Iranian Nuclear Scientist Was NOT Killed by a Robot

September 20, 2021 Updated: September 21, 2021


The New York Times has published a story alleging that the top Iranian nuclear scientist Mohsen Fakhrizadeh was killed by a one ton Israeli killer robot that was smuggled into Iran, piece by piece. The story has been picked up by newspapers around the world—even papers in Israel—and treated as if it were true.

The Times’ story is based on an article that appeared last February in the London-based Jewish Chronicle publishing a “world exclusive” headlined, “Truth behind killing of Iran nuclear scientist Mohsen Fakhrizadeh revealed.” That story was based on a single anonymous source. The Times story likewise is based on anonymous sources, two of them dressed up to be unnamed sources from Israel’s intelligence community.

Nothing has changed since last February and the Times adds no further proof of any kind, other than to claim it did interviews in Iran and Israel.

It is important to keep in mind that the “killer robot” story originated in Iran and was promoted by Iran’s Revolutionary Guard. The Iranians, including the Revolutionary Guard, are not known for their veracity when it comes to security incidents. They have repeatedly lied about almost all of them.

For example, they denied they shot down a Ukrainian airliner until the physical evidence was so overwhelming and the international outcry so strong, that they admitted they did it and tried to blame the debacle on a couple of low level air defense operators. Iran also claimed the shoot down was not “deliberate.”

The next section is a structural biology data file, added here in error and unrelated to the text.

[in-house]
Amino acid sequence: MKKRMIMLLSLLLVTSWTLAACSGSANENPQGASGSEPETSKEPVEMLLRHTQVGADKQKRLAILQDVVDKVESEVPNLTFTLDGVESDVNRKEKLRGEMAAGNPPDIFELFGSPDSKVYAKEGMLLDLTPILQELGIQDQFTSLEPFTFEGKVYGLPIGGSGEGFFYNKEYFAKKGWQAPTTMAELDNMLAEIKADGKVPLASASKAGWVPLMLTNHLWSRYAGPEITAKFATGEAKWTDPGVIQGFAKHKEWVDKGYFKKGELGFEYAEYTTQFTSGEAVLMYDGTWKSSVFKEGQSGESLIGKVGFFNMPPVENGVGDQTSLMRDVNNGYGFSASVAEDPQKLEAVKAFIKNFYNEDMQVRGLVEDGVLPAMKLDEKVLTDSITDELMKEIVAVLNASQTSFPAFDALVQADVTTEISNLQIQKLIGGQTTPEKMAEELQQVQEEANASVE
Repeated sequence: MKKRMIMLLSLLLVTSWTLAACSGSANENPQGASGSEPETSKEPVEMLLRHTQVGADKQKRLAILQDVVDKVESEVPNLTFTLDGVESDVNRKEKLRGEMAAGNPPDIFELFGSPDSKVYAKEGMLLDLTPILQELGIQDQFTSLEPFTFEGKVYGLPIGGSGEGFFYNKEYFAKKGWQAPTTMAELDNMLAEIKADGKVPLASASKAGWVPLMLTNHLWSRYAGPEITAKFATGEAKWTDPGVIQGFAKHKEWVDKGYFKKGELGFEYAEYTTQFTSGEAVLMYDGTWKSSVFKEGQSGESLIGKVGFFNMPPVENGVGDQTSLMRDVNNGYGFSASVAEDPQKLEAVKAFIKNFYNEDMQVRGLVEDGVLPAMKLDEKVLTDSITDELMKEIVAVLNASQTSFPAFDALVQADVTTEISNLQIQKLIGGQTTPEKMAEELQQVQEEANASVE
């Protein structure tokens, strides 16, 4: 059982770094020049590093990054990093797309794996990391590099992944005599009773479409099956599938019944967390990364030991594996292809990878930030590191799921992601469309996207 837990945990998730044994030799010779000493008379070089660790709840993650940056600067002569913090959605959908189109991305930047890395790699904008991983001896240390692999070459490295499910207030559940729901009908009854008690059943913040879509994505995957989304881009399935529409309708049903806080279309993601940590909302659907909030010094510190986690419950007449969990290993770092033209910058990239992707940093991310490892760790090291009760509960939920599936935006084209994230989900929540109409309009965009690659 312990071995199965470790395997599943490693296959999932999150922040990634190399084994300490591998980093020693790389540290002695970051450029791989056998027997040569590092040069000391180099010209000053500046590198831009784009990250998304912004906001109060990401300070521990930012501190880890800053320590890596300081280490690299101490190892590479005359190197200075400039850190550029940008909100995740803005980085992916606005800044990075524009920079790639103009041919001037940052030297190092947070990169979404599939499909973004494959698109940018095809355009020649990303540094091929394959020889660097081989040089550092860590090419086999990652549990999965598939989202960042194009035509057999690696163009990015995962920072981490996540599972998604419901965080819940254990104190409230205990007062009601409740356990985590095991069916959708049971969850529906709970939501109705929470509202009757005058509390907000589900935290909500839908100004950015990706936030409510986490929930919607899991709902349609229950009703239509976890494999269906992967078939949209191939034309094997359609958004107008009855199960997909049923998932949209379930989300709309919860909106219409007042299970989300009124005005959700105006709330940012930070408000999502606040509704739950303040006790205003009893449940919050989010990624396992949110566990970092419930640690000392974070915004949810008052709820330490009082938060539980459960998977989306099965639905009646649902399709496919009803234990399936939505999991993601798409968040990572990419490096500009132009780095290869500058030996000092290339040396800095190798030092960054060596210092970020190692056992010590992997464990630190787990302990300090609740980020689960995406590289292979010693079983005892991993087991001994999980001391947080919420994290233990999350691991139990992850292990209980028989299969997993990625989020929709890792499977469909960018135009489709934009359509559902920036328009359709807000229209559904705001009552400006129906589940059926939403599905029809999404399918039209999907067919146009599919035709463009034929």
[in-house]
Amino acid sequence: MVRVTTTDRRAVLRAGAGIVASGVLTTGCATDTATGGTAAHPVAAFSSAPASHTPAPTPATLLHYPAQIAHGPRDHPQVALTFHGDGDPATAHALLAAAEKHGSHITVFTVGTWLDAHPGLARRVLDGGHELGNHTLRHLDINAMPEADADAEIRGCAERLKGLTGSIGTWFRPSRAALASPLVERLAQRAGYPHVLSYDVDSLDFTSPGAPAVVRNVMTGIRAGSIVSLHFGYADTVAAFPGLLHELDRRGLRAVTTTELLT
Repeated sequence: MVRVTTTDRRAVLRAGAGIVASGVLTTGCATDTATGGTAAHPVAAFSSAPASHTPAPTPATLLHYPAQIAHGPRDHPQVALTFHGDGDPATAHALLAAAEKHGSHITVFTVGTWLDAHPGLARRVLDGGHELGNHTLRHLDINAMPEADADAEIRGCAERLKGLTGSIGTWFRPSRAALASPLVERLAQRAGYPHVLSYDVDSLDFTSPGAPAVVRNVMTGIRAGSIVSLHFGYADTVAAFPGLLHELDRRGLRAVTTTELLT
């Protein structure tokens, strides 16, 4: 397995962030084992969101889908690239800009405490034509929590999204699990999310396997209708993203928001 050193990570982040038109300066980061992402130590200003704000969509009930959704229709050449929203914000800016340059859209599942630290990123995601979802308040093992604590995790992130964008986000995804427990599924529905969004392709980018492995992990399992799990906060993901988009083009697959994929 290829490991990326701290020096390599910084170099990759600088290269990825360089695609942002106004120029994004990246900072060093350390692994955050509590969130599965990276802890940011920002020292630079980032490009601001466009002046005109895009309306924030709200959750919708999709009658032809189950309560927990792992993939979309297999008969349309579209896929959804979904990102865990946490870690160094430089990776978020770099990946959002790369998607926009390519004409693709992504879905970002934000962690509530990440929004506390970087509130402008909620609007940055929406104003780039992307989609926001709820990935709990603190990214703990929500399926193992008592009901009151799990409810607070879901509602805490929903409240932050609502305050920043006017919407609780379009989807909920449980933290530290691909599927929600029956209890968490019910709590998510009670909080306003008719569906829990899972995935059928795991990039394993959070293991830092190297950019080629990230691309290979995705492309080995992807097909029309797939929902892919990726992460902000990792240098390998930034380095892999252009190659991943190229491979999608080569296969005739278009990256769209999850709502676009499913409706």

On Sept. 20, 2021 Iran flatly denied the killer robot story. They say they know who participated in the alleged killing.

There is no concrete proof of any kind that there even was a killer robot. The Iranians claimed that the robot was made to self-explode after the killing of Fakhrizadeh, but no parts of the alleged weapon have ever been put forward as evidence.

No matter how potent an explosive is, there are always parts that survive the blast. That is how just a week ago Israel found important parts of an SA-5 interceptor missile that exploded over a Tel Aviv neighborhood.

It took only a few minutes for internet sleuths to identify some of the parts. The evidence was powerful enough that Israel retaliated against the Syrian-launched missile by destroying its launcher near Damascus.

In a similar fashion, an exploded automobile that launched missiles at the Kabul International Airport still preserves the launcher intact, even though the vehicle was destroyed by a blast. That vehicle was either hit by an RPG or by an air launched missile.

In the Fakhrizadeh case there are only two pieces of evidence produced by Iran. One is the body of Mr. Fakhrizadeh, lying in state. The other is the car he was allegedly driving.

Fakrizadeh’s Nissan passenger car, which he was supposedly driving, was said to have been hit by thirteen bullets that killed only him. His wife was supposedly in the car but she was not hit. Later she told the Press that her husband always wanted to be a martyr.

The car itself is shown on a roadway, in its lane with three bullet holes on the driver’s side of the windshield. No other bullet holes are visible. The car does not appear to have swerved, but is simply stopped. The Iranians claimed that thirteen shots were fired at Fakhrizadeh, but the other ten are not accounted for by the photographic evidence. How could that be if, in fact, the killer robot weapon was controlled by Israeli assassins directing the robot from more than 1,000 miles away, allegedly by satellite? Three perfect shots and ten that missed?